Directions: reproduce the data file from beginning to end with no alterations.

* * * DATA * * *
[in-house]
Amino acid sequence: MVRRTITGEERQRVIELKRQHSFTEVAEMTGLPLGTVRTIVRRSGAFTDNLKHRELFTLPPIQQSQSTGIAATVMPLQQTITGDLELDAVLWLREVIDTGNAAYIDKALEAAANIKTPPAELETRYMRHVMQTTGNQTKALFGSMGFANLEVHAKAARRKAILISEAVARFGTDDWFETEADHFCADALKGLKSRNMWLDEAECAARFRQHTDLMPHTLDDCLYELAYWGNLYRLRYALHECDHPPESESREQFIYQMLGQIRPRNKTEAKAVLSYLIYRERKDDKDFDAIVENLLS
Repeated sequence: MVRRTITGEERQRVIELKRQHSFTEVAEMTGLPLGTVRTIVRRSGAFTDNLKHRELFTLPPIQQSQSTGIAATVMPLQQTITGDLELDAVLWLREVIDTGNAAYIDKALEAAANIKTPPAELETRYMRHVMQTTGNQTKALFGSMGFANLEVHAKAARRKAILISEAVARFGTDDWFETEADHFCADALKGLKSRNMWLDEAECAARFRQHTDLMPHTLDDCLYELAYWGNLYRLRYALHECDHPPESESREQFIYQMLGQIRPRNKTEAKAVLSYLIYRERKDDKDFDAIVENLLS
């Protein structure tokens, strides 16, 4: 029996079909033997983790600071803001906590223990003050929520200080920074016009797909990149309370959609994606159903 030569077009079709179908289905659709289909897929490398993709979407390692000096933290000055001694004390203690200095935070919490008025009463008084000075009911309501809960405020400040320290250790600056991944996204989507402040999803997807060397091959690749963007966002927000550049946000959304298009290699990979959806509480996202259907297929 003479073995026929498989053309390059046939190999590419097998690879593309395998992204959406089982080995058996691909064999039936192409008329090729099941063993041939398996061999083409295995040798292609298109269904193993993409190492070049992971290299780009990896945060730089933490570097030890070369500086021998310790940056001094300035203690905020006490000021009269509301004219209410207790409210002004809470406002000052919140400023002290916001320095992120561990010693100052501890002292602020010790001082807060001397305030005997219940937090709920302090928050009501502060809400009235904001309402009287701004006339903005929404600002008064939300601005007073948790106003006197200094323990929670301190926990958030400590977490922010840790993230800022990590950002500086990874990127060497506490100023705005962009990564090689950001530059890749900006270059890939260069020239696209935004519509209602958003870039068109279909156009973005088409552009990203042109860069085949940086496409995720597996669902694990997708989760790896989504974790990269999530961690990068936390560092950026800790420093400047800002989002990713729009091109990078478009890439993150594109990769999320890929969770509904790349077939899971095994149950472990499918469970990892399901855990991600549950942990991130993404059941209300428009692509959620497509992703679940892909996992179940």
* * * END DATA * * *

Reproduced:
[in-house]
Amino acid sequence: MVRRTITGEERQRVIELKRQHSFTEVAEMTGLPLGTVRTIVRRSGAFTDNLKHRELFTLPPIQQSQSTGIAATVMPLQQTITGDLELDAVLWLREVIDTGNAAYIDKALEAAANIKTPPAELETRYMRHVMQTTGNQTKALFGSMGFANLEVHAKAARRKAILISEAVARFGTDDWFETEADHFCADALKGLKSRNMWLDEAECAARFRQHTDLMPHTLDDCLYELAYWGNLYRLRYALHECDHPPESESREQFIYQMLGQIRPRNKTEAKAVLSYLIYRERKDDKDFDAIVENLLS
Repeated sequence: MVRRTITGEERQRVIELKRQHSFTEVAEMTGLPLGTVRTIVRRSGAFTDNLKHRELFTLPPIQQSQSTGIAATVMPLQQTITGDLELDAVLWLREVIDTGNAAYIDKALEAAANIKTPPAELETRYMRHVMQTTGNQTKALFGSMGFANLEVHAKAARRKAILISEAVARFGTDDWFETEADHFCADALKGLKSRNMWLDEAECAARFRQHTDLMPHTLDDCLYELAYWGNLYRLRYALHECDHPPESESREQFIYQMLGQIRPRNKTEAKAVLSYLIYRERKDDKDFDAIVENLLS
């Protein structure tokens, strides 16, 4: 029996079909033997983790600071803001906590223990003050929520200080920074016009797909990149309370959609994606159903 030569077009079709179908289905659709289909897929490398993709979407390692000096933290000055001694004390203690200095935070919490008025009463008084000075009911309501809960405020400040320290250790600056991944996204989507402040999803997807060397091959690749963007966002927000550049946000959304298009290699990979959806509480996202259907297929 003479073995026929498989053309390059046939190999590419097998690879593309395998992204959406089982080995058996691909064999039936192409008329090729099941063993041939398996061999083409295995040798292609298109269904193993993409190492070049992971290299780009990896945060730089933490570097030890070369500086021998310790940056001094300035203690905020006490000021009269509301004219209410207790409210002004809470406002000052919140400023002290916001320095992120561990010693100052501890002292602020010790001082807060001397305030005997219940937090709920302090928050009501502060809400009235904001309402009287701004006339903005929404600002008064939300601005007073948790106003006197200094323990929670301190926990958030400590977490922010840790993230800022990590950002500086990874990127060497506490100023705005962009990564090689950001530059890749900006270059890939260069020239696209935004519509209602958003870039068109279909156009973005088409552009990203042109860069085949940086496409995720597996669902694990997708989760790896989504974790990269999530961690990068936390560092950026800790420093400047800002989002990713729009091109990078478009890439993150594109990769999320890929969770509904790349077939899971095994149950472990499918469970990892399901855990991600549950942990991130993404059941209300428009692509959620497509992703679940892909996992179940």